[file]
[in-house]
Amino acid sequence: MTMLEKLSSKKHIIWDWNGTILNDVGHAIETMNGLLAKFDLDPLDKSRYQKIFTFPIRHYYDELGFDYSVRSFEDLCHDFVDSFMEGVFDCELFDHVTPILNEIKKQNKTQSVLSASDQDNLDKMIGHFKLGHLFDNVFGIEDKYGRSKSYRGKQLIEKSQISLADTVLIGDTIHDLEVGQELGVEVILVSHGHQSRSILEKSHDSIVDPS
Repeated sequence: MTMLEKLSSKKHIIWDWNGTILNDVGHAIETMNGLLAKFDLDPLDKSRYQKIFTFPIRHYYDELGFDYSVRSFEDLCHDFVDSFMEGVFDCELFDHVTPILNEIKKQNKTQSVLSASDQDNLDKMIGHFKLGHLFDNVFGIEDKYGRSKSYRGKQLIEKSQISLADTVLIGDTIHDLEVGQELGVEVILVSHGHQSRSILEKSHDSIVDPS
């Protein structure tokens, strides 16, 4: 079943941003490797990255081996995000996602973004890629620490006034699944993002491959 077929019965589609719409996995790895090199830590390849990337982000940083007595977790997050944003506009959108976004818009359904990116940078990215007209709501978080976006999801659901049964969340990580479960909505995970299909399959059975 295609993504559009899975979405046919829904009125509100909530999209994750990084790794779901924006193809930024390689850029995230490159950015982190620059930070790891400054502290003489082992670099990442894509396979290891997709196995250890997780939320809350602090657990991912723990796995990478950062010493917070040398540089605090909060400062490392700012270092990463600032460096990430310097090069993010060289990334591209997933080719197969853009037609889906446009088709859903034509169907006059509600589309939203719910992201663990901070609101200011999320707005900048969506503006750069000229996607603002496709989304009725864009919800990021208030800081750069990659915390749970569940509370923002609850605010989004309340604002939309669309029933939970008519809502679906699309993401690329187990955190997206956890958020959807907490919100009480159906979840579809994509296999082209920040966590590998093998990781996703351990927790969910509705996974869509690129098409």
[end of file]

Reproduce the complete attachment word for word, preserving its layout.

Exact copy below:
[in-house]
Amino acid sequence: MTMLEKLSSKKHIIWDWNGTILNDVGHAIETMNGLLAKFDLDPLDKSRYQKIFTFPIRHYYDELGFDYSVRSFEDLCHDFVDSFMEGVFDCELFDHVTPILNEIKKQNKTQSVLSASDQDNLDKMIGHFKLGHLFDNVFGIEDKYGRSKSYRGKQLIEKSQISLADTVLIGDTIHDLEVGQELGVEVILVSHGHQSRSILEKSHDSIVDPS
Repeated sequence: MTMLEKLSSKKHIIWDWNGTILNDVGHAIETMNGLLAKFDLDPLDKSRYQKIFTFPIRHYYDELGFDYSVRSFEDLCHDFVDSFMEGVFDCELFDHVTPILNEIKKQNKTQSVLSASDQDNLDKMIGHFKLGHLFDNVFGIEDKYGRSKSYRGKQLIEKSQISLADTVLIGDTIHDLEVGQELGVEVILVSHGHQSRSILEKSHDSIVDPS
């Protein structure tokens, strides 16, 4: 079943941003490797990255081996995000996602973004890629620490006034699944993002491959 077929019965589609719409996995790895090199830590390849990337982000940083007595977790997050944003506009959108976004818009359904990116940078990215007209709501978080976006999801659901049964969340990580479960909505995970299909399959059975 295609993504559009899975979405046919829904009125509100909530999209994750990084790794779901924006193809930024390689850029995230490159950015982190620059930070790891400054502290003489082992670099990442894509396979290891997709196995250890997780939320809350602090657990991912723990796995990478950062010493917070040398540089605090909060400062490392700012270092990463600032460096990430310097090069993010060289990334591209997933080719197969853009037609889906446009088709859903034509169907006059509600589309939203719910992201663990901070609101200011999320707005900048969506503006750069000229996607603002496709989304009725864009919800990021208030800081750069990659915390749970569940509370923002609850605010989004309340604002939309669309029933939970008519809502679906699309993401690329187990955190997206956890958020959807907490919100009480159906979840579809994509296999082209920040966590590998093998990781996703351990927790969910509705996974869509690129098409």